For Christmas of 2015, I made my then girlfriend (now wife!) a Magical Whereabouts Clock. I figured it's about time to share it with the world as well. This turned out to be an incredibly fun and challenging project.
So starting out, I had no idea how to build a clock. I was pretty confident as far as the electronics and programming go, but the mechanics and art of it were pretty foreign. Fortunately, there have been some excellent earlier examples to learn from.
Over at Rae Gun Ramblings you can find a really nice looking example. I love the design of the clock face, and the technique she used for the hands. I ended up using a poor approximation to make my clock's own hands.
I knew I was going to need some gears, some kind of a shaft, hands, motors, etc. I knew all the clock hands would need to move independently. I wasn't sure what to make the clock shaft out of, and to this day I still can't figure out the right term to Google for. I realized there are people who make clocks as a hobby or for a living, so I tried to see what they do. It turns out most people just buy a ready-made clock movement, like this one $ . This wouldn't work so well for me, since their hands all move the way they're supposed to in order to keep time, but I'd learned an important fact: the whole clock mechanism is called a movement.
There is a truly excellent build by Brad Collette over at themagicclock.com. This one made use of servo motors controlled by an Arduino to move the hands, and took commands over wifi via a hacked router. It has a gorgeous etched brass clock face too! I took a lot from the detailed clock movement build, including realizing that I could use brass tubes from K&S for the shaft. Each tube size conveniently fits inside the next larger one. I suspect that's not an accident. Brad also pointed to the nice assortment of gears and hubs over at ServoCity.
Armed with this new knowledge, I was ready to start working on my own take on the Magical Whereabouts Clock.
Designing and Building the Movement🔗
Because of the number of parts I had to manage to fit together, I decided to design this using Onshape. I had dabbled with Onshape a little in the past and I found I was able to get up and running with it pretty quickly and easily. That said, this design involved a lot of iteration which got tedious at times, but I suspect that would be true no matter what software I was using. Onshape's support for constraints helped a lot, but I still had to be careful because sometimes it would completely fail to solve the constraints and instead explode the components all across the screen.
I built the movement from of a lot of off-the-shelf components. Originally I was thinking I might 3d print some of the parts, but given that I wanted to get this done by Christmas, I decided I didn't want to spend a lot of time fiddling with the printer.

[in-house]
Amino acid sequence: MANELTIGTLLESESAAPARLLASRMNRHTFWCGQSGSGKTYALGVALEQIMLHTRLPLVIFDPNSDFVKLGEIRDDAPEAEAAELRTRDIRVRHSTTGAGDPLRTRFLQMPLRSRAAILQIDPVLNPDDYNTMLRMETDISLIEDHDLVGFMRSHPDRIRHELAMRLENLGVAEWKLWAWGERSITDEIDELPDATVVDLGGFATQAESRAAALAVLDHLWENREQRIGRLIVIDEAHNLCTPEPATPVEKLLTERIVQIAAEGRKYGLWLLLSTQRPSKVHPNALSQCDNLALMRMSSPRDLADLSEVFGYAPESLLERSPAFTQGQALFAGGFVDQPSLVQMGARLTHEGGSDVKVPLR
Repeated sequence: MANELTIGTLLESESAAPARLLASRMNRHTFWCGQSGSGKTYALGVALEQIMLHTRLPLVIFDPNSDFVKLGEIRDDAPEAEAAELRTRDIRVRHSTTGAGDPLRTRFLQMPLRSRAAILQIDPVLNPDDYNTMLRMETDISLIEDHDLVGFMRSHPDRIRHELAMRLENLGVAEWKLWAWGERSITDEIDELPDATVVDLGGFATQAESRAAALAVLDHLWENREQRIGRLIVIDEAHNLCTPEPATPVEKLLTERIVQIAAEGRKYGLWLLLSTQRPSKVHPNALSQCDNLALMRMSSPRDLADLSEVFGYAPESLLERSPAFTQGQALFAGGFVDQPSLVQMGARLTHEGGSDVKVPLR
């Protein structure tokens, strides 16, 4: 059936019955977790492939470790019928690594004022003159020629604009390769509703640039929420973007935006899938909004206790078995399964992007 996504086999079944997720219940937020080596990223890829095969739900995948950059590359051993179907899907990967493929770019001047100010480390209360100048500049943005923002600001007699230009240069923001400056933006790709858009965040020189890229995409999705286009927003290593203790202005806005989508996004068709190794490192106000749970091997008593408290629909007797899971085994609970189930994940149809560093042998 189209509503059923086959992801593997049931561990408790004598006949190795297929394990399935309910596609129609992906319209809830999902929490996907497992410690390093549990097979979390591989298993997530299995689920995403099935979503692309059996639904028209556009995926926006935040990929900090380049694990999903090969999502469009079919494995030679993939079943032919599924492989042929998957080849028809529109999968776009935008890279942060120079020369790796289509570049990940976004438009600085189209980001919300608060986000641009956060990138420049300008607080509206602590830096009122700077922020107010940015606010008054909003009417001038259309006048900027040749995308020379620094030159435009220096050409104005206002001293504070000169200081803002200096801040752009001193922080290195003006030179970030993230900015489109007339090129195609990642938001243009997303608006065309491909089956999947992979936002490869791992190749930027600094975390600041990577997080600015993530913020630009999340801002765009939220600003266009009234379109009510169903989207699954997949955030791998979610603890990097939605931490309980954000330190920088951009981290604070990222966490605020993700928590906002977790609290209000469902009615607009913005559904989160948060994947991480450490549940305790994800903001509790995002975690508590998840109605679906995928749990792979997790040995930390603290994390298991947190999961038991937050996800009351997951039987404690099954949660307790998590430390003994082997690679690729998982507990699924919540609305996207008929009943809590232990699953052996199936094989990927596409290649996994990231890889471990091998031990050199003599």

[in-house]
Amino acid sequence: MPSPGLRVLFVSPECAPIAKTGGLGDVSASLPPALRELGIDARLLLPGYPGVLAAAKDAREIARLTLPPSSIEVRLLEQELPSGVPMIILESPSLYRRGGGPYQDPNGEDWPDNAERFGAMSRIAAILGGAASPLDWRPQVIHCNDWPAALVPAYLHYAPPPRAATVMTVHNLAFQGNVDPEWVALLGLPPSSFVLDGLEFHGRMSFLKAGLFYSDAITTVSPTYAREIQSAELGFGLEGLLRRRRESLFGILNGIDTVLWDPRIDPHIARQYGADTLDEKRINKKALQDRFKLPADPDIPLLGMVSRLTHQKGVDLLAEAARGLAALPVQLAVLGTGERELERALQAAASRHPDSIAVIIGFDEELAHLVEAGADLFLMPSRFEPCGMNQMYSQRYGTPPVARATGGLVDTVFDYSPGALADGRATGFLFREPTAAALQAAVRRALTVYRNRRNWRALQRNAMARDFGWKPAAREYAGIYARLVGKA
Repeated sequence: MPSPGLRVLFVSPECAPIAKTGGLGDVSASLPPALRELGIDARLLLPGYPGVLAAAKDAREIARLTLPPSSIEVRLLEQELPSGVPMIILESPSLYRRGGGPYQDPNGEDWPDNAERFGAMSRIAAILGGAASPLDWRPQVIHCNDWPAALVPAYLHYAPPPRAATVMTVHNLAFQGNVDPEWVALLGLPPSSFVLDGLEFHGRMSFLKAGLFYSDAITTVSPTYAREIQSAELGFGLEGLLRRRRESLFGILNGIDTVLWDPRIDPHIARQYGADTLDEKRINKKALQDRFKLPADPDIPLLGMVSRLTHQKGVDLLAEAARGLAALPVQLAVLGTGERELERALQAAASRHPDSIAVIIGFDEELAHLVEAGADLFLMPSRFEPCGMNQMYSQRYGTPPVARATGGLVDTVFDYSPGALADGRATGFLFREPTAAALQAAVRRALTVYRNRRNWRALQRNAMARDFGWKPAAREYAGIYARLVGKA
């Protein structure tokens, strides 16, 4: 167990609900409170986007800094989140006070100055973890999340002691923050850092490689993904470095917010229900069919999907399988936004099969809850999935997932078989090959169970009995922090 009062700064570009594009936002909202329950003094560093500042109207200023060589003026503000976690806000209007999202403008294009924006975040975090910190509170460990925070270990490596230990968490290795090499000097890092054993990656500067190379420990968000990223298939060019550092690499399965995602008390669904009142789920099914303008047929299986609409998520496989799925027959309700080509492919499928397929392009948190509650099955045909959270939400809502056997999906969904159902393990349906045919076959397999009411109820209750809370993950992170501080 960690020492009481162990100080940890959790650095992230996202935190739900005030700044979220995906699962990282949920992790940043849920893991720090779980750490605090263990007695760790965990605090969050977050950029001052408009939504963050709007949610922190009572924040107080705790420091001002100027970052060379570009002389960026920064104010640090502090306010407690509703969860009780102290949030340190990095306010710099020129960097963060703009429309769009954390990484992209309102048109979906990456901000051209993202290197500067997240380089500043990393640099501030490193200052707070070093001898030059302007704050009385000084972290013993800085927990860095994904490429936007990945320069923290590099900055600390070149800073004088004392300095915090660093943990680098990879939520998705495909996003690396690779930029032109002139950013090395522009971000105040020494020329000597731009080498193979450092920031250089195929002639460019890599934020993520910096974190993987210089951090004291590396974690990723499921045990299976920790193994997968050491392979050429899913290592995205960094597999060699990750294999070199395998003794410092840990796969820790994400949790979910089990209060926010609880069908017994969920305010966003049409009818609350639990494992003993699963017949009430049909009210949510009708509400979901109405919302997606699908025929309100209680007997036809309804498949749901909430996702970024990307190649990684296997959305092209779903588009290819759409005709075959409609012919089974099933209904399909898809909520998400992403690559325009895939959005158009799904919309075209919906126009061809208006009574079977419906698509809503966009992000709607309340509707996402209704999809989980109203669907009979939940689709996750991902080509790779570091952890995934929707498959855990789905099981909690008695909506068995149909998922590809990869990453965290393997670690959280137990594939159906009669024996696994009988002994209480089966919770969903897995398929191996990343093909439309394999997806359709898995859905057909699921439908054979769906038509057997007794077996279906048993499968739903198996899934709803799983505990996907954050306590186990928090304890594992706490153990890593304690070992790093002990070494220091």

The frame is made out of acrylic sheets and 3mm threaded rod. The threaded rod also served as a place to mount the motors. In retrospect, this didn't work quite as well as I had hoped. The rods were more flexible than I wanted, and threading them through two motors each made it difficult to get the motor positions exactly right.
I tried a several different parts arrangements. Originally I had one motor on each of the four sides, but this way was too deep. In order to be able to fit it into a clock, I needed to get the depth down. That led me to the final version, with two motors per side. Furthermore, I found that by reversing the motors on one side, I could shave a little more off the depths. This is how I ended up with the movement design shown below.
Getting all the lengths just right proved to be kind of a challenge, particularly for the clock shaft. I needed them to line up well on the face side, but also end at the right spot on the gear side. The math felt like it should have been some simple addition and subtraction, but for some reason this took me a long time to get right.
For me, one of the big advantages of designing this all in CAD to start with was that I could print out to-scale mechanical drawings. This made it a lot easier to measure everything when I was cutting, and also gave me a nice template for drilling the front and back plates.
Electronics and Software🔗
For the electronics and software, I wanted to get as close as I could to an actual magic clock. This means the hands should move naturally and automatically. I didn't want to have to manually adjust the hands when one of us changed locations. My goal was to have our phones automatically send out location to the clock and update the hands accordingly. Besides one hand for me and my wife, there were two additional hands. I decided these should be used to tell time.
In order to meet these requirements, I needed an Internet-connected clock. The easiest way to do this seemed to be using a Particle Photon, which I could program like an Arduino but also included WiFi and some nice cloud features. For example, I was about to move two thousand miles away, so being able to update the firmware over the Internet was appealing (I didn't actually do this; we got married and moved in together before I had the chance to make any updates).